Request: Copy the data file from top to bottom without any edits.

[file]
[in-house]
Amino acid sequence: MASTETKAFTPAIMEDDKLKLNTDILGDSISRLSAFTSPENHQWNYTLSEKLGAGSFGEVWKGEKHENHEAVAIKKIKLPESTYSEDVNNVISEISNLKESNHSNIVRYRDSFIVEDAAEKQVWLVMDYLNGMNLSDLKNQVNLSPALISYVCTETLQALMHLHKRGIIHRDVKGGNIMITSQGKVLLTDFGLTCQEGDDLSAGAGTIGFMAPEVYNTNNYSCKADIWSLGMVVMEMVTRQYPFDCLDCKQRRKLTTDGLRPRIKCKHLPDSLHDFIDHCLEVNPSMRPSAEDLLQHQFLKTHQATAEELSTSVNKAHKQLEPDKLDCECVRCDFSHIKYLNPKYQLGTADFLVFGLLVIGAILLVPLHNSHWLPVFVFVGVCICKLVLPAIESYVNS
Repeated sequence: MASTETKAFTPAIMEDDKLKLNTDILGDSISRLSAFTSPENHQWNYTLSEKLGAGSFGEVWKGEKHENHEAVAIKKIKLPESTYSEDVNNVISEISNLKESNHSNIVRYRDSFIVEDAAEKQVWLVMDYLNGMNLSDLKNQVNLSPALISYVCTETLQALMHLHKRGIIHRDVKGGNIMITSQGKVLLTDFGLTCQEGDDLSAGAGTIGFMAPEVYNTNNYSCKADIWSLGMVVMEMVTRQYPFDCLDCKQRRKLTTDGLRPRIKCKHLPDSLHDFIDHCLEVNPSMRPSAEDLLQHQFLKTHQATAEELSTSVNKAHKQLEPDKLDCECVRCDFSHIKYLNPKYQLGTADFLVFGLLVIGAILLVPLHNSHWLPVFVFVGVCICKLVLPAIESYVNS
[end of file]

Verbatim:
[in-house]
Amino acid sequence: MASTETKAFTPAIMEDDKLKLNTDILGDSISRLSAFTSPENHQWNYTLSEKLGAGSFGEVWKGEKHENHEAVAIKKIKLPESTYSEDVNNVISEISNLKESNHSNIVRYRDSFIVEDAAEKQVWLVMDYLNGMNLSDLKNQVNLSPALISYVCTETLQALMHLHKRGIIHRDVKGGNIMITSQGKVLLTDFGLTCQEGDDLSAGAGTIGFMAPEVYNTNNYSCKADIWSLGMVVMEMVTRQYPFDCLDCKQRRKLTTDGLRPRIKCKHLPDSLHDFIDHCLEVNPSMRPSAEDLLQHQFLKTHQATAEELSTSVNKAHKQLEPDKLDCECVRCDFSHIKYLNPKYQLGTADFLVFGLLVIGAILLVPLHNSHWLPVFVFVGVCICKLVLPAIESYVNS
Repeated sequence: MASTETKAFTPAIMEDDKLKLNTDILGDSISRLSAFTSPENHQWNYTLSEKLGAGSFGEVWKGEKHENHEAVAIKKIKLPESTYSEDVNNVISEISNLKESNHSNIVRYRDSFIVEDAAEKQVWLVMDYLNGMNLSDLKNQVNLSPALISYVCTETLQALMHLHKRGIIHRDVKGGNIMITSQGKVLLTDFGLTCQEGDDLSAGAGTIGFMAPEVYNTNNYSCKADIWSLGMVVMEMVTRQYPFDCLDCKQRRKLTTDGLRPRIKCKHLPDSLHDFIDHCLEVNPSMRPSAEDLLQHQFLKTHQATAEELSTSVNKAHKQLEPDKLDCECVRCDFSHIKYLNPKYQLGTADFLVFGLLVIGAILLVPLHNSHWLPVFVFVGVCICKLVLPAIESYVNS